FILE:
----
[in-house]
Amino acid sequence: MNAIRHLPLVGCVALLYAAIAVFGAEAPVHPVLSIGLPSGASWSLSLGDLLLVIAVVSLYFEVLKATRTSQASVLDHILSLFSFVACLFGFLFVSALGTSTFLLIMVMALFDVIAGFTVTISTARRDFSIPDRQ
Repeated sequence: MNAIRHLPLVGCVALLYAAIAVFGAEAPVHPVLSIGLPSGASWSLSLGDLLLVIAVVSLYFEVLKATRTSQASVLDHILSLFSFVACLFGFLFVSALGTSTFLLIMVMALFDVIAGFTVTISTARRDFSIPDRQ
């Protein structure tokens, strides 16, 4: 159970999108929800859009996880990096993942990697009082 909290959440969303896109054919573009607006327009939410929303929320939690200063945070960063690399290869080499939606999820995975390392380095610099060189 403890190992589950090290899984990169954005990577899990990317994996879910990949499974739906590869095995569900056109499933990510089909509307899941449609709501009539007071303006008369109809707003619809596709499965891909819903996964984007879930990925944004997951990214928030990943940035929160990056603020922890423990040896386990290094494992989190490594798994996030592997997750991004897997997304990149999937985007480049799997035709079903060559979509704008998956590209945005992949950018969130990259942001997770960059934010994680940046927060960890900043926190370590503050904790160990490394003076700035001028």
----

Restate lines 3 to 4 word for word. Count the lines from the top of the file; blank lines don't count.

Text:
Repeated sequence: MNAIRHLPLVGCVALLYAAIAVFGAEAPVHPVLSIGLPSGASWSLSLGDLLLVIAVVSLYFEVLKATRTSQASVLDHILSLFSFVACLFGFLFVSALGTSTFLLIMVMALFDVIAGFTVTISTARRDFSIPDRQ
């Protein structure tokens, strides 16, 4: 159970999108929800859009996880990096993942990697009082 909290959440969303896109054919573009607006327009939410929303929320939690200063945070960063690399290869080499939606999820995975390392380095610099060189 403890190992589950090290899984990169954005990577899990990317994996879910990949499974739906590869095995569900056109499933990510089909509307899941449609709501009539007071303006008369109809707003619809596709499965891909819903996964984007879930990925944004997951990214928030990943940035929160990056603020922890423990040896386990290094494992989190490594798994996030592997997750991004897997997304990149999937985007480049799997035709079903060559979509704008998956590209945005992949950018969130990259942001997770960059934010994680940046927060960890900043926190370590503050904790160990490394003076700035001028």